BEIJING -- When U.S. softball player Jessica Mendoza woke up Thursday morning, she had more on her mind than that evening's gold-medal game against Japan. She was thinking about the future of her sport.
"No one on the team wanted to talk about it and I was getting frustrated," Mendoza said from her Beijing hotel room Thursday night. "I wanted to talk about it. I wanted to do something with the other teams to make a statement."
Mendoza had been thinking about a way to join together with the other medal-winning teams and had finally devised a plan to make a statement to the IOC after the medal ceremony. But she needed the help of the Japanese and Australian teams to pull it off.
"We never talk to the other teams -- ever," Mendoza said. But when she spotted the Australian team in the lunchroom Thursday afternoon, she broke that unspoken rule of intersquad silence. "I walked up to Stacey Porter, their main hitter, and said, 'Can I talk to you a second?'" Mendoza said. "She was shocked."
Mendoza told Porter of her plan to gather members of the three medal teams after the game and lay softballs in the shape of "2016" on the field.
"I told her, 'I know you guys had a tough loss, and I don't know what's going to happen in our game tonight, but we need to unite and create a message.'" To Mendoza's surprise, Porter agreed. Then, she reached out and gave her a hug. "It was crazy," Mendoza said. "It was that moment I realized, no matter what happened, I wanted to do this after the game."
But an idea is one thing when it's simply that: an idea. It becomes something entirely different when you're standing on the medal podium with the wrong color medal hanging around your neck.
"Every time I needed to get through a workout or a run, I closed my eyes and imagined a gold medal and that has driven me for the last four years," Mendoza said. "To have that not happen, I am heartbroken. I feel exhausted. It's been a rough day."
But as Mendoza stood on the podium holding hands with her teammates and thinking about the millions of girls who may never have the opportunity to wear an Olympic medal of any color, she decided her plan was more important than her grief.
"It was hard to go up to Australia and Japan after the game and say, 'Hey, can we do something together, united? Sure, we were just feeling this negativity toward each other, but let's do something positive.'
"But this is not about America. It's not about the eight teams that are here. This game is so much bigger than us. And it was so much more important for us to do this with a loss than after a win."
Before the game, Mendoza told the team about her plan and asked her coaches to help round up three buckets of balls. As she walked to the podium to receive her silver medal, USA softball PR director Julie Bartel pulled Mendoza aside and told her the balls had arrived. "I grabbed my teammate Stacey [Nuveman] and said, 'I want to do this. Can you help me?'"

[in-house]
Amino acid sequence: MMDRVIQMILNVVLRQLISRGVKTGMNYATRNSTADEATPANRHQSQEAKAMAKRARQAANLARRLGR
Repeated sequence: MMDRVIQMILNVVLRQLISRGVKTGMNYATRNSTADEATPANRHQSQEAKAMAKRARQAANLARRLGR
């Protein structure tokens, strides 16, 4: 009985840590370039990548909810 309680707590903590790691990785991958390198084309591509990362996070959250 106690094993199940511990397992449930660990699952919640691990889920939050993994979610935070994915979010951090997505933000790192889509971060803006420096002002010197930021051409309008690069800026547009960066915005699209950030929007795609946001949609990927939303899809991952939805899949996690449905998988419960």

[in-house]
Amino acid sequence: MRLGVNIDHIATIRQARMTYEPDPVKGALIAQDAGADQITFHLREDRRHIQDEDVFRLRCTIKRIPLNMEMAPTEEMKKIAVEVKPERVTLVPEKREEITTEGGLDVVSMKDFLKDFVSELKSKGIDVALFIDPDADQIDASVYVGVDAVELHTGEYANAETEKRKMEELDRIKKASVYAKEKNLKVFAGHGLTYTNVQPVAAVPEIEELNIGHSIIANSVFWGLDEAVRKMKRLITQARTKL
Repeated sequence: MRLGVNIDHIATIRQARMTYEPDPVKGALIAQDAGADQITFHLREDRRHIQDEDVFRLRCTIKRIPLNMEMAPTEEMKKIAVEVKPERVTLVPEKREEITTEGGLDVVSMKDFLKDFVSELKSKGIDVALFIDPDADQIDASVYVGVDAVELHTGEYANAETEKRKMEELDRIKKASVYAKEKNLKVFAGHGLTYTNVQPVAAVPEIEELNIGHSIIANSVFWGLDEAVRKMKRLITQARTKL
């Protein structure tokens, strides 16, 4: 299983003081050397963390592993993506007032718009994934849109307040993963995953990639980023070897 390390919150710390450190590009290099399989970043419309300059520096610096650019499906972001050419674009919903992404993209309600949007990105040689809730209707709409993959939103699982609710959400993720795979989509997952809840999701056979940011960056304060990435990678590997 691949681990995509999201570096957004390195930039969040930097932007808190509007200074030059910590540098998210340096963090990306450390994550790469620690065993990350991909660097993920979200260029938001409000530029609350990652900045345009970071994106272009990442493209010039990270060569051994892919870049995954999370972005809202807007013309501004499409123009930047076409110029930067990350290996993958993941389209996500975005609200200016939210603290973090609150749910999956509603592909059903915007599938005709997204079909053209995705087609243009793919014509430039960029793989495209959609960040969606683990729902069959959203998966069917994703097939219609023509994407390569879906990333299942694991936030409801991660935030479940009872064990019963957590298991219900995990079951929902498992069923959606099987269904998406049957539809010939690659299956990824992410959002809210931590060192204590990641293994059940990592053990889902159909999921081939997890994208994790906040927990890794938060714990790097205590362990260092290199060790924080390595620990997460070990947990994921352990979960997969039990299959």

After the awards ceremony, Mendoza and Nuveman walked up to the members of the Japanese team first, and asked if anyone spoke English. When a translator arrived and Mendoza explained her plan, the gold medalists didn't understand.
"At first, they thought we wanted to play catch with them," Mendoza said. "Then they thought we wanted to take pictures with their team. I didn't know if they ever truly understood, so I said, 'Just come with me,' and I took them by the hands."
Mendoza led them to the area where U.S. pitcher Monica Abbott had outlined the numbers 2016 on the field. "We split the three buckets between us and started placing balls on the field," Mendoza said. "I walked over to Yukiko Ueno and handed her a ball."
Then the women knelt and placed their balls on the field, and then stood behind their creation. "I was holding hands with Stacey Porter and Ueno, the pitcher who just defeated us, and we were chanting 'Back, softball,'" Mendoza said. "It was beautiful. I felt more emotional than I did all day."
Not every member of the teams took part in the ceremony for two reasons. Mendoza said they didn't need everyone because it would be too chaotic, and she also understood some of her teammates were extremely upset and not ready to look to the future right then. Not everyone was going to think that way and she was fine with that.
Three hours later, as Mendoza prepared to meet with several members of her team to celebrate their Olympic experience and, yes, their silver medals, she said she hopes the outcome of this Olympic tournament will help answer many of the questions she's been asked repeatedly this week. "It shows that this sport is a lot more equal than people say," Mendoza said.
"That was the question of the week: 'Do you think dominating this game hurts the sport?' I kept saying, over and over, we don't dominate," Mendoza said. "There is disparity and so much talent in this sport. Those questions bothered me because the Olympics should be about doing your best. I know there are people who are happy we lost because they think it's better for the sport, and that frustrates me. That is not what sport is about."
As Mendoza and her teammates were being publicly criticized for dominating their sport, another Olympian was becoming an international hero for dominating his.
"No one is telling Michael Phelps to back off," Mendoza said. "Since when has someone told Michael, 'We're going to eliminate swimming because you are doing way too well?'"
Alyssa Roenigk is a senior writer for ESPN The Magazine.